James C. Shew


The tactics and policies of criminal courts and penologists are now approaching Robert Frost's "two roads diverging in a yellow wood." Like Frost's lone traveler, society must choose which road to take: the well-traveled one or the newly-charted one. Paul W. Keve, Director of Court Services in Minneapolis, has become a pace-setter in the use of probation and parole by choosing the latter course. For first offenders and one-time repeaters Keve substitutes a restrained but flexible leniency for a rigid strictness; individual attention for an impersonal assemblyline procedure; and positive stimuli for punitive measures.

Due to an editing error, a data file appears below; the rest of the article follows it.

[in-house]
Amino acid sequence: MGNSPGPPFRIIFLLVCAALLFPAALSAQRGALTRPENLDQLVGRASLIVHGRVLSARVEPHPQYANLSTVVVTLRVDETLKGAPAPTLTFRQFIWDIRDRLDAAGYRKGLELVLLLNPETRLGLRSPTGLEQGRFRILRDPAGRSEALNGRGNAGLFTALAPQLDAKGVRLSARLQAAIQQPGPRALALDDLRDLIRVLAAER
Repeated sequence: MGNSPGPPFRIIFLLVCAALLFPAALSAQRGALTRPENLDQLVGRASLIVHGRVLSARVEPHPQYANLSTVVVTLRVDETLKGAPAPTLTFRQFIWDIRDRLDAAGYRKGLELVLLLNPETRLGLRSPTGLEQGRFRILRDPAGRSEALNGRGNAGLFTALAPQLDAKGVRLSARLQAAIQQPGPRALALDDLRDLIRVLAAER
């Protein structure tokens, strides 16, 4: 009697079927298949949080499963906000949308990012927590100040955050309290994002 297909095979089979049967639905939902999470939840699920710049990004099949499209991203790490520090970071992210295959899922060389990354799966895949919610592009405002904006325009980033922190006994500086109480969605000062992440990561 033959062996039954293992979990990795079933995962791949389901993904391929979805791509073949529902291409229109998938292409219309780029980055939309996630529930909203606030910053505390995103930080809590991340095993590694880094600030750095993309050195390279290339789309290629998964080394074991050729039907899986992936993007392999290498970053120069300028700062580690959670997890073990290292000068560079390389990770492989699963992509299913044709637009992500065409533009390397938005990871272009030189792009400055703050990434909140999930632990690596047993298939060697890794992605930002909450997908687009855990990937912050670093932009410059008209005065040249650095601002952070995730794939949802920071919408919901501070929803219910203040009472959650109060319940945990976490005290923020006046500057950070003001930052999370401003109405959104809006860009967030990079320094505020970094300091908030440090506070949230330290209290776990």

Using counseling (by caseworkers), group sessions, and halfway houses, Keve has enabled a high percentage of probationers and parolees to rehabilitate themselves. The author emphasizes that reformation, rather than punishment, is always his primary goal. Keve's approach may at first seem idealistic, but after he presents numerous examples illustrating the effectiveness of therapeutic justice, one concludes that it is only his hope for sufficient funds, adequate staff, and community support that is idealistic.

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